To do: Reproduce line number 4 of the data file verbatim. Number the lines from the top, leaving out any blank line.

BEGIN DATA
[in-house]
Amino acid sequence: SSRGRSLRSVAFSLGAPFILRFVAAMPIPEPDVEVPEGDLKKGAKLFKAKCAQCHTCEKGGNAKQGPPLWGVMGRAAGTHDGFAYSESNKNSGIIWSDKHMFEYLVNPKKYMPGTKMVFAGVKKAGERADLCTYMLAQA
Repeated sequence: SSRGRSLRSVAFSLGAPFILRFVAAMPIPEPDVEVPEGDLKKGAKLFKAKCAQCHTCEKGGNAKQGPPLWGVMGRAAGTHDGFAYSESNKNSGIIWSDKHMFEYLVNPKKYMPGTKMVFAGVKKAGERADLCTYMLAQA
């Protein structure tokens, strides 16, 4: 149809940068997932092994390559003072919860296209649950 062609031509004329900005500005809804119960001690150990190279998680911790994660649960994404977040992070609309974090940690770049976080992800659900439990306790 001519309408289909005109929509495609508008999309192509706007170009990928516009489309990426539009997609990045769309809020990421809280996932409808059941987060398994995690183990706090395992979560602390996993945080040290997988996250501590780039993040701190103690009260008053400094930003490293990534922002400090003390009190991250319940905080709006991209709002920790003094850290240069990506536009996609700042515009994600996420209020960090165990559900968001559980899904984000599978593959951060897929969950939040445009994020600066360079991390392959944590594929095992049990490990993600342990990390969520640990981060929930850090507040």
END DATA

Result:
């Protein structure tokens, strides 16, 4: 149809940068997932092994390559003072919860296209649950 062609031509004329900005500005809804119960001690150990190279998680911790994660649960994404977040992070609309974090940690770049976080992800659900439990306790 001519309408289909005109929509495609508008999309192509706007170009990928516009489309990426539009997609990045769309809020990421809280996932409808059941987060398994995690183990706090395992979560602390996993945080040290997988996250501590780039993040701190103690009260008053400094930003490293990534922002400090003390009190991250319940905080709006991209709002920790003094850290240069990506536009996609700042515009994600996420209020960090165990559900968001559980899904984000599978593959951060897929969950939040445009994020600066360079991390392959944590594929095992049990490990993600342990990390969520640990981060929930850090507040």